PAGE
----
Dow 2,000 is on the horizon. So is Nikkei 20,000 and FT 1,500. Records were set in the Sydney, Hong Kong, and Tokyo exchanges on Tuesday, and markets were moving ahead in early trading Wednesday. Many - but not all - stock markets around the world have been booming. How long it will last is anyone's guess. But surely it hasn't all been because of a comeback from ``year-end tax selling,'' as some Wall Street analysts have said. That applied only to Americans, who saw their radically new tax law take effect Jan. 1. There must be more to it.
Yet economic forecasts look the same this week as they did the week before: slow growth in the industrial world, moderate inflation, tame interest rates. The prospects for individual companies can't have become that much better in the past few days.
And, in fact, not every market is doing well, notes Peter Lamaison, president of IDS International, a London-based investment management subsidiary of IDS in Minneapolis. European markets - especially France, West Germany, and the Netherlands - are lagging.
Still, markets in many ``dollar'' countries - the United States, Hong Kong, Singapore, and Australia - all look healthy. London and Tokyo are holding their own, too.
Just what is bringing the buyers to market in all these locations at the same time?
Economists and market analysts differ on what exactly drives investors to act en masse. Most say individual factors are causing bullishness in each market. But much like the sun-moon syzygy that aggravated stormy conditions along US seacoasts last week, financial forces sometimes align just right, causing investors to snap up stocks around the world.
One element of this equation has to be the increasing global-mindedness of investors.
``What happens in one market is transmitted to another,'' says Ian Giddy, international capital markets research director at Drexel Burnham Lambert in New York. This is because banks and investment houses have legs in the major financial centers and coordinate their actions on a global basis.
And, other than exchange-rate differences - which can be adjusted for in investment calculations - similar financial conditions apply anywhere.
``Many people think interest-rate cycles have reached the point where bonds won't do so well now,'' Mr. Giddy says. ``That leads them to look at stocks for better performance.''
Computer-driven trading is increasingly international as well. A gap between stocks, options, and stock-index futures in recent days added points to the US rally. Many overseas investors also use these hedging instruments and have computers programmed to make the same moves at key moments.
Is that a crowd mentality? There may be some aspects of this at work, Giddy says, but for the most part investors are acting rationally in shifting investments around the world.
In the unbounded world of investing today, trends may be established anywhere, notes Kate Jonas, an associate with Morgan Stanley Capital International Research in New York. But the US accounts for 40 percent of global equity trade, so when New York is a trend-setter - as it has been in recent days - that has a strong influence on the rest of the world.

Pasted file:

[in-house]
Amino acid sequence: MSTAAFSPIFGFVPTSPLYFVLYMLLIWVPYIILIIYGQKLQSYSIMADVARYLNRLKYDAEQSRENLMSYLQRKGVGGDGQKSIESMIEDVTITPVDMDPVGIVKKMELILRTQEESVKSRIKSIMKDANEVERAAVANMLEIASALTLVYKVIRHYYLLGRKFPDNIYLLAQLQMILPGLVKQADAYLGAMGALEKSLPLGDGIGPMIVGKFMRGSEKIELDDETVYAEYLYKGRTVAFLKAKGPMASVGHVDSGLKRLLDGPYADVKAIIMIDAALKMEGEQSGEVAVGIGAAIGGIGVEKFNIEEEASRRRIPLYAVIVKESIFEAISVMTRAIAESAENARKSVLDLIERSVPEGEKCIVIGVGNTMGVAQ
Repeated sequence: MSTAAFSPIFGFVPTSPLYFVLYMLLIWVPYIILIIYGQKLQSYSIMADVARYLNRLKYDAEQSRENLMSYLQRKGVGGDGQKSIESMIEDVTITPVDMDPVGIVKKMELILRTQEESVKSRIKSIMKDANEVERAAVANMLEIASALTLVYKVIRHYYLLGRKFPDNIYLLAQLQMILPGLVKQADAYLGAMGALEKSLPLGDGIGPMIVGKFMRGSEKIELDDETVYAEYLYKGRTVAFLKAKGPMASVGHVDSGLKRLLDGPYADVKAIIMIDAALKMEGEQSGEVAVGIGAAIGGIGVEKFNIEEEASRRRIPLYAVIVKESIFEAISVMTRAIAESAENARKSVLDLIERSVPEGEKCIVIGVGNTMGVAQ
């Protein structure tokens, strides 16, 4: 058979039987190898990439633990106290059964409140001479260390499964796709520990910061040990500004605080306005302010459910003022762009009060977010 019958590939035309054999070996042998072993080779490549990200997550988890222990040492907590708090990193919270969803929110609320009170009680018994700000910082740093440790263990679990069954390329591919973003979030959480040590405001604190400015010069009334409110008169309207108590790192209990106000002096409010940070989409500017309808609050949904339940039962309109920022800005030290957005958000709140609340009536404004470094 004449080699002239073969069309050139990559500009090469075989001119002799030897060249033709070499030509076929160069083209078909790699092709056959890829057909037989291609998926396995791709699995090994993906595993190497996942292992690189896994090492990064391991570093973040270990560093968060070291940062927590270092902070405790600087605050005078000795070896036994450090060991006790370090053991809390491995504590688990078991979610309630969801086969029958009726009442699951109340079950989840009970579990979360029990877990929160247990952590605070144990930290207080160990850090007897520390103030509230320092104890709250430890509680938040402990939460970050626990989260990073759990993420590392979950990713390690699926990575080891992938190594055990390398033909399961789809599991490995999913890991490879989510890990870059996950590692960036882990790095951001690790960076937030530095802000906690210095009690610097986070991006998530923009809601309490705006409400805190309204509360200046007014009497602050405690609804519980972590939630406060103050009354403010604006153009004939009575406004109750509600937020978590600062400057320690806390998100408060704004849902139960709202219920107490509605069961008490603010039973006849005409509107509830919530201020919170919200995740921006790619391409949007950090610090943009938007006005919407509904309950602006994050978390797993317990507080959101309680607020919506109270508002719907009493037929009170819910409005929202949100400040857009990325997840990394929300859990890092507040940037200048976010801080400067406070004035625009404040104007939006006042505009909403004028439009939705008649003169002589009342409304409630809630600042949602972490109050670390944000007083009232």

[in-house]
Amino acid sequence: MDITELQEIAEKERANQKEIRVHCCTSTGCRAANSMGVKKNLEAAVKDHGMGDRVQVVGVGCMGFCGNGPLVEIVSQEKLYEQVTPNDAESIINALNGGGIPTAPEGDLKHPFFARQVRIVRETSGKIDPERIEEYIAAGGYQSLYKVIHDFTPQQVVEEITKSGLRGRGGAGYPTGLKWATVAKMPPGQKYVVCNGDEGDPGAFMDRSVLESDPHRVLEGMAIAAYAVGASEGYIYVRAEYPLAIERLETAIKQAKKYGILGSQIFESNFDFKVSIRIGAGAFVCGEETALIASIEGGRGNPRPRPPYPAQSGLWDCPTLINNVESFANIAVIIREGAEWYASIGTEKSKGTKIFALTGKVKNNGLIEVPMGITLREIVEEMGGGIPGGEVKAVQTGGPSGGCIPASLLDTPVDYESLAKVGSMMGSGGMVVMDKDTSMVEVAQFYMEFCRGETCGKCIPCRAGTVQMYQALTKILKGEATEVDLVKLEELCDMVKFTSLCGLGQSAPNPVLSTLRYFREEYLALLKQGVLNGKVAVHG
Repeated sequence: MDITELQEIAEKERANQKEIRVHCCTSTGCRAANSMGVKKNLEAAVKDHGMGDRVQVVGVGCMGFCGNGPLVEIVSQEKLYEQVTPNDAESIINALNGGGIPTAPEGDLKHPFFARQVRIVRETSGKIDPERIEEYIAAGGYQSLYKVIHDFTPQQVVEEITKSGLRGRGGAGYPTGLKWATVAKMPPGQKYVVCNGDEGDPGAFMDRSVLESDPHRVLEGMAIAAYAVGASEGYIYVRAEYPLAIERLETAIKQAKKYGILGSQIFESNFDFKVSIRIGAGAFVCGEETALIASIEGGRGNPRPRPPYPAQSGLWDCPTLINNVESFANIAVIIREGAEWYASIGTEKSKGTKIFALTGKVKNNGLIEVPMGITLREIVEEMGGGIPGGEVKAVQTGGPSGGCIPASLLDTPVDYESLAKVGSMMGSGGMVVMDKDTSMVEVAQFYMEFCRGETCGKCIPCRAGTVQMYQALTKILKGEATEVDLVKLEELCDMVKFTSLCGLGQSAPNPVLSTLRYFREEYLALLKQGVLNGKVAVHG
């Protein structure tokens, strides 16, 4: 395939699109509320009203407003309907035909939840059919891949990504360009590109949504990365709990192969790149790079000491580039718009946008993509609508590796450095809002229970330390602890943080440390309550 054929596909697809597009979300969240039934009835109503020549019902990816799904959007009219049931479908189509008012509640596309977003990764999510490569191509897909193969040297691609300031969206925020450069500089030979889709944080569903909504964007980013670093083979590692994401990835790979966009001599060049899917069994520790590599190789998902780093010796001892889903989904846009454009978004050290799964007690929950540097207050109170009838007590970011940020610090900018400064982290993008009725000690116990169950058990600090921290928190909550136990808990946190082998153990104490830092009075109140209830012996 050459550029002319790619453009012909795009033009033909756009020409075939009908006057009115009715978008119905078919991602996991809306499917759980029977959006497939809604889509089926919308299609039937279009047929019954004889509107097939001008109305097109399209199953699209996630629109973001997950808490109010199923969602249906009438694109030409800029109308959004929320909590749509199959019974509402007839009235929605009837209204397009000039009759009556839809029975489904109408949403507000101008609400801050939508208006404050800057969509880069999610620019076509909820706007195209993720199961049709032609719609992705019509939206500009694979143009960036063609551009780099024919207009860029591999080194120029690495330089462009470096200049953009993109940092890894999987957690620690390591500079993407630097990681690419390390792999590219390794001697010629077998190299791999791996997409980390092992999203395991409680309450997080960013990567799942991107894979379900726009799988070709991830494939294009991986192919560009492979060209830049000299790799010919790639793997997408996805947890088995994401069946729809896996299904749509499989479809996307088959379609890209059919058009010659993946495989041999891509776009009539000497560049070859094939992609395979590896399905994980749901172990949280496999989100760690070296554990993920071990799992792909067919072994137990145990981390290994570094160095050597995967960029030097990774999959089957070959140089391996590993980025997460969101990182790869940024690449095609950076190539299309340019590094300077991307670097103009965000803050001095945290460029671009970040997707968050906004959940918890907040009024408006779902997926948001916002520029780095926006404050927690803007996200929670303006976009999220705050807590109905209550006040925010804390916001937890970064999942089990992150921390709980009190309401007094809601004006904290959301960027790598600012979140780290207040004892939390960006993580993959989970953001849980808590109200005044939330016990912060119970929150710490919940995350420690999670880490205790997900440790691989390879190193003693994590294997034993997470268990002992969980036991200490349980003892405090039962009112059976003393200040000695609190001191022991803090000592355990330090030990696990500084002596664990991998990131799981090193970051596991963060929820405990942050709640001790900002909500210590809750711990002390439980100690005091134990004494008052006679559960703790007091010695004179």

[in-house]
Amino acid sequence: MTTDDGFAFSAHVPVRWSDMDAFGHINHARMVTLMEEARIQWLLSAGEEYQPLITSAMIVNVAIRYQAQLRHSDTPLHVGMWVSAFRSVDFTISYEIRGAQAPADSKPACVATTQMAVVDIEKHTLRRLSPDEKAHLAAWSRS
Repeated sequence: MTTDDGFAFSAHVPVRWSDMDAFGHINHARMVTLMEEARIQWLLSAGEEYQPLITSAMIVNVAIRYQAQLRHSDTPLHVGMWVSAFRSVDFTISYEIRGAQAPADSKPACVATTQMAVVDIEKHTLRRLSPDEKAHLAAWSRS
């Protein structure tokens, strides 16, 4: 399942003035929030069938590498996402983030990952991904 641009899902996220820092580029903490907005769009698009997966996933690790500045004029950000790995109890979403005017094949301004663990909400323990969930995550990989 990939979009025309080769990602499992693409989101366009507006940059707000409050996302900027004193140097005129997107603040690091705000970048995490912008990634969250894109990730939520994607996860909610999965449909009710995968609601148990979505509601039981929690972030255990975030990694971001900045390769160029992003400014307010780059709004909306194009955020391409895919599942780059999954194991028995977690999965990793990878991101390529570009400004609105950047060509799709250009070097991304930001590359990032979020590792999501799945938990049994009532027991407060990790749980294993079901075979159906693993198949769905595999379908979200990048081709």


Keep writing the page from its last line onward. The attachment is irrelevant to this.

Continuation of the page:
``You could see Denmark boom and maybe no other markets would boom along with it,'' Ms. Jonas says.
With US stocks rising, institutional investors go to their computers, check the world's potential investments, adjust for exchange-rates, and buy where they can get the most for their money.
There are ``different stories in every market,'' Jonas notes, but in general there is low inflation. The powerful US and Japanese markets, moreover, have been characterized by ``excess liquidity,'' she says, meaning a surplus of investable funds. When those are plowed into stocks, markets rise.
If the US stock market is setting the pace, then conditions that cause American investors to become bullish are indeed important. These include, as mentioned, a rebound from year-end tax selling. And a new year, with all its promise, often helps the January stock market in the US. There is also the prospect of lower interest rates, which favors equities, where returns are higher than in, say, money-market funds and certificates of deposit.
This US trend helps bolster favorable conditions that are present in other record-setting markets. Mr. Lamaison of IDS points out that the markets that look particularly strong are the old ``British colonial markets'': Hong Kong, Singapore, Australia, and the US.
Hong Kong is doing well in worldwide trade and looks attractive because of its links to China. Australia, Lamaison says, should see a long-awaited rebound in commodity prices and is in the midst of a takeover wave. Singapore is just below its recent top.
In the US, modest, noninflationary economic growth appears likely. Britain, other analysts say, should benefit from rising oil prices. And in Tokyo, financial stocks - banks, securities houses, insurance companies - have been strong, although that tends to distort the Nikkei average and might mask weakness in the future. A Thursday column